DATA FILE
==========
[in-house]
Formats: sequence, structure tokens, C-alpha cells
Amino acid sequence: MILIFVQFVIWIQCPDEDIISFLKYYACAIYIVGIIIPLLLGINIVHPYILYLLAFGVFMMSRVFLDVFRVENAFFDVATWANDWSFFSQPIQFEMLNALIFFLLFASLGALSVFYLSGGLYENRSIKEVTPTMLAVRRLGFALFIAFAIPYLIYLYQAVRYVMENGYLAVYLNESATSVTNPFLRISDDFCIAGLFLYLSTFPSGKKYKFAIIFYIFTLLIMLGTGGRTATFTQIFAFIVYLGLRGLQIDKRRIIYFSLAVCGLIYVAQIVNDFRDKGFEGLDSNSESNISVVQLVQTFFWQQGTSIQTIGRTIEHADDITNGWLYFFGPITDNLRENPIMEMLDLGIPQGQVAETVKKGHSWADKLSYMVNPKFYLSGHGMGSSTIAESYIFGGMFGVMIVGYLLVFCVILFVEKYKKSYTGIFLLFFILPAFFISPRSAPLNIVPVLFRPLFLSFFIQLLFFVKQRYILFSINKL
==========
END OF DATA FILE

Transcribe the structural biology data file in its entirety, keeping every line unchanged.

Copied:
[in-house]
Formats: sequence, structure tokens, C-alpha cells
Amino acid sequence: MILIFVQFVIWIQCPDEDIISFLKYYACAIYIVGIIIPLLLGINIVHPYILYLLAFGVFMMSRVFLDVFRVENAFFDVATWANDWSFFSQPIQFEMLNALIFFLLFASLGALSVFYLSGGLYENRSIKEVTPTMLAVRRLGFALFIAFAIPYLIYLYQAVRYVMENGYLAVYLNESATSVTNPFLRISDDFCIAGLFLYLSTFPSGKKYKFAIIFYIFTLLIMLGTGGRTATFTQIFAFIVYLGLRGLQIDKRRIIYFSLAVCGLIYVAQIVNDFRDKGFEGLDSNSESNISVVQLVQTFFWQQGTSIQTIGRTIEHADDITNGWLYFFGPITDNLRENPIMEMLDLGIPQGQVAETVKKGHSWADKLSYMVNPKFYLSGHGMGSSTIAESYIFGGMFGVMIVGYLLVFCVILFVEKYKKSYTGIFLLFFILPAFFISPRSAPLNIVPVLFRPLFLSFFIQLLFFVKQRYILFSINKL